Cathedral by Raymond Carver

cathedralThis book is called Cathedral: Stories but probably it ought to be called Alcoholism: Stories given the content it explores.

As I mentioned in my review of What We Talk About When We Talk About Love, Carver explores a white working class life familiar to my childhood that very few authors write about. At least not well. The practical but inimicable relationship to hated jobs, the centrality of an always-on television, a grim fatalism that can’t quite eliminate hope from the equation. But my family had this weird sort of asceticism: the dependency of the drinking class was basically absent. My grandfathers would drink a light beer in front of the TV and that was about it. My parents only started drinking, sparingly, in the last few years. Forget MJ or any hard drugs. So this collection doesn’t resonate as well, and despite being superb (Carver prose = magic), I think personal-familial musing aside, it’s just not as strong as the other collection.

Alcoholism in Cathedral is a demon. The demon. It unmans men, invokes violence and cruel madness, puts people in an early grave. Wives are willfully destroying marriages, husbands are hiding their 9am 2nd bottle of champagne behind the toilet, fathers are slapping their sons around. It’s effective, and the influence on Infinite Jest’s black comedy/horror scenes of AA meetings where people admit horrific-to-the-point-of-hilarious abuses due to the drink is crystal clear. But it does start to repeat a bit, in a less than compelling way.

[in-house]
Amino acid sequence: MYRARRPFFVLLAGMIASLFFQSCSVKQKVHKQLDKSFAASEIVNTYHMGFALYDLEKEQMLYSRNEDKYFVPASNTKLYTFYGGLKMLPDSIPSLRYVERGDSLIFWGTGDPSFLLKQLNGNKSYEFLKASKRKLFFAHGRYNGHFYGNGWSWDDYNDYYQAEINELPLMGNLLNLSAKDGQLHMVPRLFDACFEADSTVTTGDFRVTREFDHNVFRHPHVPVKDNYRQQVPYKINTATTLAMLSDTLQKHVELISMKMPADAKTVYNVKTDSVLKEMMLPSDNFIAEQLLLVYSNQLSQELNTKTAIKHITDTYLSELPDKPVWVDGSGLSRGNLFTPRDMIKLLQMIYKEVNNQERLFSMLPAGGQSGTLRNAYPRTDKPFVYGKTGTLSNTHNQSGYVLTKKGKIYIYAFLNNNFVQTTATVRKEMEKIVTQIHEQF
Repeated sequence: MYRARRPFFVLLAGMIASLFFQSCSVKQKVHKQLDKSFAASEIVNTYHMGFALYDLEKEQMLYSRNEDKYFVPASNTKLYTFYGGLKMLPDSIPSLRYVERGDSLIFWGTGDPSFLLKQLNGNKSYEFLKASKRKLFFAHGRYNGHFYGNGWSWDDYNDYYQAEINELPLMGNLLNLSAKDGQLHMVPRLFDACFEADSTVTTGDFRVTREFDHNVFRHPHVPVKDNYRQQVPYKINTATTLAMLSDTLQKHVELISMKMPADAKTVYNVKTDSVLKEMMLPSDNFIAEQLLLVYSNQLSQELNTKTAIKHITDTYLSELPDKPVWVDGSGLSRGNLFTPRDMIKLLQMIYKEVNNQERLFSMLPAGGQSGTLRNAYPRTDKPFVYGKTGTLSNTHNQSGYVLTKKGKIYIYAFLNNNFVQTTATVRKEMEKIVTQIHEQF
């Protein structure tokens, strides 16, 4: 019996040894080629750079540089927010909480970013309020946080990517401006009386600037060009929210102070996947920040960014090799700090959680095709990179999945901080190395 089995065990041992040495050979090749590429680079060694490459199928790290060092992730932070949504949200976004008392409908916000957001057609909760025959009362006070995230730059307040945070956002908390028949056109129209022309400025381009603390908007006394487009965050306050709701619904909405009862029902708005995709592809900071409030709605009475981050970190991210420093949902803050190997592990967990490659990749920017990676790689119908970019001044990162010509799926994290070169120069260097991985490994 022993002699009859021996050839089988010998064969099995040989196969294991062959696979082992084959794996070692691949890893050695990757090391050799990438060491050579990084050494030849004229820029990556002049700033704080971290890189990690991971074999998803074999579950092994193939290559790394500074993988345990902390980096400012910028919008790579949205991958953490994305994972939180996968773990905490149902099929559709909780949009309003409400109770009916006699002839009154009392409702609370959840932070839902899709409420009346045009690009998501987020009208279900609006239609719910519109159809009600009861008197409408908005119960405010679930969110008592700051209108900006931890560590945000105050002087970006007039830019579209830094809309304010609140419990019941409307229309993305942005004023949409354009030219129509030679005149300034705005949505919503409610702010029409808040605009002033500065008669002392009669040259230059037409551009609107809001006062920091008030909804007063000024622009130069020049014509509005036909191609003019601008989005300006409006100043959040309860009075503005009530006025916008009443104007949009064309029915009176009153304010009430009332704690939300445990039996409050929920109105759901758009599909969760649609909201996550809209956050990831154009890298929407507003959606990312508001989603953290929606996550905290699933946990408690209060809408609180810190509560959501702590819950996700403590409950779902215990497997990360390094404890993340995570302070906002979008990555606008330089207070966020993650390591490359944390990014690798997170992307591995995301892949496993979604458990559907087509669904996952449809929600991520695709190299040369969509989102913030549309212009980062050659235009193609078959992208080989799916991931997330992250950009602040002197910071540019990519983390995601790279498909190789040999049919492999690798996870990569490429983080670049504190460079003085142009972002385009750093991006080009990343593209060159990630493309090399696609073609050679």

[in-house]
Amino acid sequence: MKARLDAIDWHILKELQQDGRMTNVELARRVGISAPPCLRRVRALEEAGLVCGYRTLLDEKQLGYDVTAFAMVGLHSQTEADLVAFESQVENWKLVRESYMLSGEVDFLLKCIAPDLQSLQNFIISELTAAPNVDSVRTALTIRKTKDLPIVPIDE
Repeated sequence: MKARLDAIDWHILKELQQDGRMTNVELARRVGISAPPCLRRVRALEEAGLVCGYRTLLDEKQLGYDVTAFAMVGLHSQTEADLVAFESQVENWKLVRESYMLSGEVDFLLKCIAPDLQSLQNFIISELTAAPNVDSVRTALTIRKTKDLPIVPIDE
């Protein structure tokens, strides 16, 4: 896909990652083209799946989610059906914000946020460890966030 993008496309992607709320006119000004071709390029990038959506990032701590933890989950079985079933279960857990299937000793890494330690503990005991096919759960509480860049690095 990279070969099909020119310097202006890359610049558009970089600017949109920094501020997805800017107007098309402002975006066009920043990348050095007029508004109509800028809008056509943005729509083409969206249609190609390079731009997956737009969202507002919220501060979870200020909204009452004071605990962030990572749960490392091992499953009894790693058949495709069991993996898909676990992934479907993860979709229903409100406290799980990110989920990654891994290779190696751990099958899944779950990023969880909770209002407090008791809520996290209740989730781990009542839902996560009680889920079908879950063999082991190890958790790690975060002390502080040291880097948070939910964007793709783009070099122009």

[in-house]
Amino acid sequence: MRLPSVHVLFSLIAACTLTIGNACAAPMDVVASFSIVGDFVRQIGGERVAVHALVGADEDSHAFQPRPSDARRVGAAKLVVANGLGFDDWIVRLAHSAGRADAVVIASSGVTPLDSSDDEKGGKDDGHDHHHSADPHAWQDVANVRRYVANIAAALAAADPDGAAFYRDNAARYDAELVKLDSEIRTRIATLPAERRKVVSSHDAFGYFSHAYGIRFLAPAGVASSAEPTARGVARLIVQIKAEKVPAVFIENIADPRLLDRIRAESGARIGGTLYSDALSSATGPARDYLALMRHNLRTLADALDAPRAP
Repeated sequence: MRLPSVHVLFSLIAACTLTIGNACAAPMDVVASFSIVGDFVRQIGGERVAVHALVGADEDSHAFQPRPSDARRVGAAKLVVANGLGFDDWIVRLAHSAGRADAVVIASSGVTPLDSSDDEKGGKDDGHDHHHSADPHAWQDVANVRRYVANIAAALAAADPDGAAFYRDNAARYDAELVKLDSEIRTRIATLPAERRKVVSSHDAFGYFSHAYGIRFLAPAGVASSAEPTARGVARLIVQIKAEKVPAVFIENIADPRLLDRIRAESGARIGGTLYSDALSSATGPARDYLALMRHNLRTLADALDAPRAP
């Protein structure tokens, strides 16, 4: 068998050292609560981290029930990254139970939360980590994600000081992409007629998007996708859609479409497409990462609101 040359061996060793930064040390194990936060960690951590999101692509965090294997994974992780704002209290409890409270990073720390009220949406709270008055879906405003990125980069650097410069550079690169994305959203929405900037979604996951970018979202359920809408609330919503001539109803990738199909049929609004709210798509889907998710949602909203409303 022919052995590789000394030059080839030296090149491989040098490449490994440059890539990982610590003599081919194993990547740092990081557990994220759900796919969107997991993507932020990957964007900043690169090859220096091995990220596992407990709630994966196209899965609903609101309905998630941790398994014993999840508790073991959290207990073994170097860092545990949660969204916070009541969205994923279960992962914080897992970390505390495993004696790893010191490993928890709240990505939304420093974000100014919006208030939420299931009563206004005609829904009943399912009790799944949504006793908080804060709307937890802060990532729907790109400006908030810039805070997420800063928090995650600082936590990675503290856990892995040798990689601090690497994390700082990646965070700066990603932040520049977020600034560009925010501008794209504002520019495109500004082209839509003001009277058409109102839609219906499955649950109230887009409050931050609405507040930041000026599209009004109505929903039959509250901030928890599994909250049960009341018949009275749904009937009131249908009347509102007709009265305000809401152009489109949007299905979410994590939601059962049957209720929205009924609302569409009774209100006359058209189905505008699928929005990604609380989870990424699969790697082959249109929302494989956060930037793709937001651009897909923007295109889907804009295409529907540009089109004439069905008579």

The first story is the best story; a man brings his wife to meet his work buddy, at the latter’s country ranch where he has a pet peacock and an ugly new baby. It shows us guileless, pure love, and then flips the switch to this helpless melancholy triggered by missing out on that same love, even when you tried pretty hard. It feels like maybe you only get once chance to get it right.

A shorter story from WWTAWWTAL appears here as well, except about four times the length. The first collection leaves us in a hospital with a dying child, this one kills him and shows us the aftermath, which involves repeated calls from a baker who made the dead boy’s birthday cake that no one picked up. Actually you know what? The stories about love are better than the ones about alcohol. My favorite boozing story — a couple, divorced due to the man’s alcoholism, gets together for one last magical summer — merely uses the drink as a backdrop. 

I’ve also heard this collection is supposed to be when Carver got happier and injected hope into his stories. While I guess this collection is slightly brighter, as it contains a whole two stories with hopeful endings (after a whole bunch of other bad stuff happens), it’s hilarious to call this collection happy or hopeful. It’s not happy! It’s grim! Grim with shades of survival.